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Thread: Swiss Alps in Sept.

  1. #1

    Swiss Alps in Sept.

    We are planning a vacation to Switzerland in Sept. Does anyone have any specific areas they like ? Can you access everything by rail or is renting a car a necessity? How do you get your film there? thanks, Alan

  2. #2
    Thomas
    Join Date
    Apr 2007
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    Bielefeld and Hamburg, Germany
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    Re: Swiss Alps in Sept.

    This is from a native Swiss (now in Germany). September is usually a good time to travel, clear skies and often longer periods of stable, sunny weather, at least at higher altitudes, with early morning fog in the lower valleys.

    You can get around the country pretty much everywhere with public transportation (trains, cable railways, buses, boats on the lakes), usually with one ticket. All public transportation schedules are linked, so you can connect from bus to train, from train to boat etc with ease. Check www.sbb.ch (the Swiss railway) for schedule and tickets. And you have frequent connections everywhere, usually at least every hour, sometimes even more often. It is probably one of the best countrywide public transportation networks. It is not cheap, though. Not much is cheap in Switzerland, anyway. The two major airports in Switzerland (Zurich and Geneva) are connected to the train network, so you can get around very well without a rental.

    A good idea may be to stay at a central place for a couple of days and then go for daytrips. Places might be Interlaken (for the Berner Oberland, which I find great), somewhere in the central valley of the Wallis/Valais or the Engadin valley (St. Moritz or nearby) or around the Lake Lucerne. You will have access to the most spectacular places. These are the most traveled places as well. Other people may prefer places such as the Säntis mountains, Glarus, the Tessin/Ticino (the southern Italian-speaking part), Arosa, Gstaad, Montreux, Lucerne and many more. They are not wrong either.

    Most tourists from abroad will visit the alps. Yet there are some other areas which are definitely worth a trip, for instance the Jura mountains, the areas around the lakes in the French-speaking part, especially in fall, such as the Bielersee, the Lac de Neuchatel, Lac Leman (Lake Geneva). Not that many foreign tourists, the Swiss seem to keep these places for themselves mostly. From the Jura mountains you can see a spectacular panorama of the alps, particulary in fall and winter.

    Greetings, Thomas

  3. #3

    Join Date
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    San Joaquin Valley, California
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    8,245

    Re: Swiss Alps in Sept.

    Zermatt of course. In September you can ski on the glacier into Breul in Italy and have pizza for lunch. Really though, every place you visit in the Swiss Alps will be stunningly beautiful (and pricey!) If you find yourself in St Moritz, stay at the Hotel Steffani---a first class place but they also have some less expensive rooms in the basement. When I stayed there I was invited to a party thrown by the german railroad workers from Bavaria who were on a holiday. They were all wearing bolo ties made out of walnuts. Needless to say between the dueling alpenhorns and the conga line I didn't get much sleep, but it was a blast!
    I steal time at 1/125th of a second, so I don't consider my photography to be Fine Art as much as it is petty larceny.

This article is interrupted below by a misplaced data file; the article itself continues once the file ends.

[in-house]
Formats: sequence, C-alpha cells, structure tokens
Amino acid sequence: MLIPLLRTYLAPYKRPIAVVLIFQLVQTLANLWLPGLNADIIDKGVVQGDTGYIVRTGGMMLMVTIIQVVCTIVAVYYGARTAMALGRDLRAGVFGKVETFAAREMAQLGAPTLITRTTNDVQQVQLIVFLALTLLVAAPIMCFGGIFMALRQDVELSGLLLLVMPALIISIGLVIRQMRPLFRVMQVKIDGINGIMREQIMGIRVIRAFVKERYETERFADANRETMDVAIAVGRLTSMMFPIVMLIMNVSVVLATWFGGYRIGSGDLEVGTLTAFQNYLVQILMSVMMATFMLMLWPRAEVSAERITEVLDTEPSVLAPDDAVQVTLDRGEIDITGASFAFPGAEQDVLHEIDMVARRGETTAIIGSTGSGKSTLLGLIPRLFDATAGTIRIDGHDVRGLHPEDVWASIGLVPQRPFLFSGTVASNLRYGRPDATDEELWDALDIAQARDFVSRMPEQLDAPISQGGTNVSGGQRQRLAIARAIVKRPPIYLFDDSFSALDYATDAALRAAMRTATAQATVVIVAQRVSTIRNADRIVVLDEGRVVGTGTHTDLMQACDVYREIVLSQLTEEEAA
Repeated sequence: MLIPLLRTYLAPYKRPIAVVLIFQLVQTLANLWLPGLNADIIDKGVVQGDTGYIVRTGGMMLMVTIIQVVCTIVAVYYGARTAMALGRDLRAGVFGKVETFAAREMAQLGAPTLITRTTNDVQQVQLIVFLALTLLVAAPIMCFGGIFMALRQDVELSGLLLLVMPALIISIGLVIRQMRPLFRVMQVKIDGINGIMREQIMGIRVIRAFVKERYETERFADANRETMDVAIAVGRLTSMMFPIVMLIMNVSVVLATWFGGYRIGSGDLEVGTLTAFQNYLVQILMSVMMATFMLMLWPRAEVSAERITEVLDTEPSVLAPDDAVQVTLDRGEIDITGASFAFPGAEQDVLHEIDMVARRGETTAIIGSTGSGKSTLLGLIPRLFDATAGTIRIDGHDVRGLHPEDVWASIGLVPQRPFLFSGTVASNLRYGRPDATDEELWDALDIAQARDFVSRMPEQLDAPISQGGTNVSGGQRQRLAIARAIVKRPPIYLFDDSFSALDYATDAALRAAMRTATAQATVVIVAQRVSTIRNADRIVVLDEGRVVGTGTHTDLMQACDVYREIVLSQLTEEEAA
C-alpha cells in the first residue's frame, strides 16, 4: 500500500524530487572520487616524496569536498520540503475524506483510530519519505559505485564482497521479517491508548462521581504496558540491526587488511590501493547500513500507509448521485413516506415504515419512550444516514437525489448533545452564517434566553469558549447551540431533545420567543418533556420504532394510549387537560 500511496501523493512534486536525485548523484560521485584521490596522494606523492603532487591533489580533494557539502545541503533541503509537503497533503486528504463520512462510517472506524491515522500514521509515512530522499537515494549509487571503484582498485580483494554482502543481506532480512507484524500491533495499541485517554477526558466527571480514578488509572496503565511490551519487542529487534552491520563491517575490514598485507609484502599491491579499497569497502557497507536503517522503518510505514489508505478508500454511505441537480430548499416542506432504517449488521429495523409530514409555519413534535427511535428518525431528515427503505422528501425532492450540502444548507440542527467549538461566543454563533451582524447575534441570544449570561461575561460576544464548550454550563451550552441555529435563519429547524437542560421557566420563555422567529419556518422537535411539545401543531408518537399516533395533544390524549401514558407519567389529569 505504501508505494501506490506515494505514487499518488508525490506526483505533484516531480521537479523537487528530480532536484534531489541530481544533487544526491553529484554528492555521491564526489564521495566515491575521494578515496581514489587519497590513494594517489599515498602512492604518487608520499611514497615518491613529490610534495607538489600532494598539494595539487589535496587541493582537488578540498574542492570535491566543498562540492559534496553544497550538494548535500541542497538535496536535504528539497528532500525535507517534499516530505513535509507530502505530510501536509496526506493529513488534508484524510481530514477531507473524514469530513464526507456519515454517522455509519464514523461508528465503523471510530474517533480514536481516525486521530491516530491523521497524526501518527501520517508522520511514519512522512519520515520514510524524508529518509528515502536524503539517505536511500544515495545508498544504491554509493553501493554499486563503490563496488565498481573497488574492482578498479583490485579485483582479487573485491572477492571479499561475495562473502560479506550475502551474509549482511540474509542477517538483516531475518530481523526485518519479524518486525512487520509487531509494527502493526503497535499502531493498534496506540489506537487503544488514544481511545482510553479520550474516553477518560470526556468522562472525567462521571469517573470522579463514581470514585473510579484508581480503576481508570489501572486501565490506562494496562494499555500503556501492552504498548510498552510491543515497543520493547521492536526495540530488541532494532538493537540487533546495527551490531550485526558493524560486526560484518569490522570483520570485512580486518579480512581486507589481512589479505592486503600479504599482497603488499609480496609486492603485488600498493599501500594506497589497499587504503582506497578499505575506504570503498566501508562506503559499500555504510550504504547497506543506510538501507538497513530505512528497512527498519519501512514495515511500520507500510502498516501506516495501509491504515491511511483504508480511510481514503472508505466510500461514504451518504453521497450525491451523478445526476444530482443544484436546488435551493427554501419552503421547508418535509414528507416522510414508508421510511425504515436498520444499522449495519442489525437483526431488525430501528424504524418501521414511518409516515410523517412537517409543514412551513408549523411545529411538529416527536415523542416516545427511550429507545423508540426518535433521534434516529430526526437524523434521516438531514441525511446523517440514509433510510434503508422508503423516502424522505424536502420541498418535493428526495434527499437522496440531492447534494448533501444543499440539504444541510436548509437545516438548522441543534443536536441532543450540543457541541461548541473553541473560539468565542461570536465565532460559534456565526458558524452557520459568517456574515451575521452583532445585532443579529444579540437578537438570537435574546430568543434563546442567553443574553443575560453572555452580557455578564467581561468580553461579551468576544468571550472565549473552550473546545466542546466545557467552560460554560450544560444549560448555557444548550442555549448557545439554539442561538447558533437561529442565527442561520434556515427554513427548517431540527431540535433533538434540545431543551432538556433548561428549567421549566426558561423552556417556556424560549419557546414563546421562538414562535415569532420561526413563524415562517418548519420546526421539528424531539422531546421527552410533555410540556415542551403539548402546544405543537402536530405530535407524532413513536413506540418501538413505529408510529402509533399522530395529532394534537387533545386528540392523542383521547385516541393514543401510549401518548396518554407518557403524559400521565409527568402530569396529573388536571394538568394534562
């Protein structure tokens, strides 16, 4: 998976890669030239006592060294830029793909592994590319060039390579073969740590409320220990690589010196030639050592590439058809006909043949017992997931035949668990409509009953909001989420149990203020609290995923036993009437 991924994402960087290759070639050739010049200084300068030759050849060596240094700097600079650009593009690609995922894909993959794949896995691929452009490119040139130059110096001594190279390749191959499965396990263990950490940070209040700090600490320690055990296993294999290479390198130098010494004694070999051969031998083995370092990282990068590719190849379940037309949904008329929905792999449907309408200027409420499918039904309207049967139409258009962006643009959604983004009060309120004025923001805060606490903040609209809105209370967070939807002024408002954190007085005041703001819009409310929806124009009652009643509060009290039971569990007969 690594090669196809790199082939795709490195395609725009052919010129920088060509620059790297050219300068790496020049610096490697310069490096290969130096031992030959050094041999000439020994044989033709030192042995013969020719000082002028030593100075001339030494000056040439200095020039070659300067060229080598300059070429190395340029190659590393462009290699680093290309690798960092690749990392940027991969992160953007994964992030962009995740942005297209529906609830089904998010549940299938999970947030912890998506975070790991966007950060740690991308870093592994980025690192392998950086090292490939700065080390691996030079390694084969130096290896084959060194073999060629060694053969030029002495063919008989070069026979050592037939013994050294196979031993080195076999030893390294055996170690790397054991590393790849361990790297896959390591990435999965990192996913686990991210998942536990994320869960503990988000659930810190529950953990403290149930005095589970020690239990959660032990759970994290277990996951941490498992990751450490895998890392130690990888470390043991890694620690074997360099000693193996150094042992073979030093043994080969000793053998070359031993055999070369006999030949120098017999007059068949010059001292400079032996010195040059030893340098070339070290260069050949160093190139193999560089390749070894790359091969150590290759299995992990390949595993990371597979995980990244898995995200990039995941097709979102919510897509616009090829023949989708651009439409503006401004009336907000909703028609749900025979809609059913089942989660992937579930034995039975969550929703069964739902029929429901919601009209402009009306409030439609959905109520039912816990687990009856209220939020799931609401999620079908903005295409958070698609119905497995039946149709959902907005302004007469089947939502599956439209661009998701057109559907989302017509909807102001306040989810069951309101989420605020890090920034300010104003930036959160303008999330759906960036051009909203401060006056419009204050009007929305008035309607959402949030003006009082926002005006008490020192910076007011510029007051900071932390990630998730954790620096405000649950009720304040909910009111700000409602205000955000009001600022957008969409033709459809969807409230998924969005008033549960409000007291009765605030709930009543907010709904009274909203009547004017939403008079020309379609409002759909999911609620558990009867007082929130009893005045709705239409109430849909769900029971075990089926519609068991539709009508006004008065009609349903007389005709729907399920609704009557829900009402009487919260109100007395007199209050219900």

I'm not OCD. I'm CDO which is alphabetically correct.

  4. #4

    Re: Swiss Alps in Sept.

    I would rent a car. Years ago I have driven from Basel to Milan, over the mountain instead of St. Gothard tunnel. The landscapes were literally breathtaking. I regret I wasn't LF shooter at that time.

  5. #5

    Join Date
    Jul 2007
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    Humble, Texas
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    58

    Re: Swiss Alps in Sept.

    Switzerland is Heaven, IMHO. I have mainly stayed in the Bernese Oberland (Gunten, Muerren). Although I have stayed a few days in Geneva and Zurich. As for getting around the country take a look at the "Swiss Pass". It will give you unlimited travel on the Swiss Transit System (trains, buses, gondolas and boats) for a set amount of time. The last time I was there I bought a month's travel, but you can get 4, 8, 15 or 22 days also.
    http://www.raileurope.com/us/rail/pa...ectCGIParams=1

    When I have gone to Switzerland I typically stayed in apartments while there. The swiss make it very easy to find apartments to rent for short term. Nearly every town has a web-site which lists accommodations. Often all you need to do is simply type the name of a town into a web-browser followed by ".ch" and you will more often than not hit the web-site of that town. For instance if you want to find the web site for the town of Muerren type in "muerren.ch" and you should hit the web-site for that town. You can then contact owners of apartments and make arrangements. I have done this in Muerren, Kandersteg and Gunten and had wonderful experiences every time. The Zimmermans in Gunten were extremely nice and invited my wife and I to dinner at their house. Mr. Zimmerman had a 49' Harley that he restored and was happy to show it off.

    As for film, I take the slowest film I am comfortable with in a carry on and let it be x-rayed. I don't like having my film x-rayed, but I have not noticed any problems so far. I have traveled with HP5+, Tmax 100, Velvia-50 and High Speed Infrared and have never noticed any fogging of the film from x-rays of the hand luggage (don't put your film in checked luggage, the x-rays will destroy it). I have had my film x-rayed up to 9 times when I went to Vietnam and Cambodia and did not notice any fogging. Although, my lab has destroyed my HIE film a few times during processing by leaving on the IR light in the processor.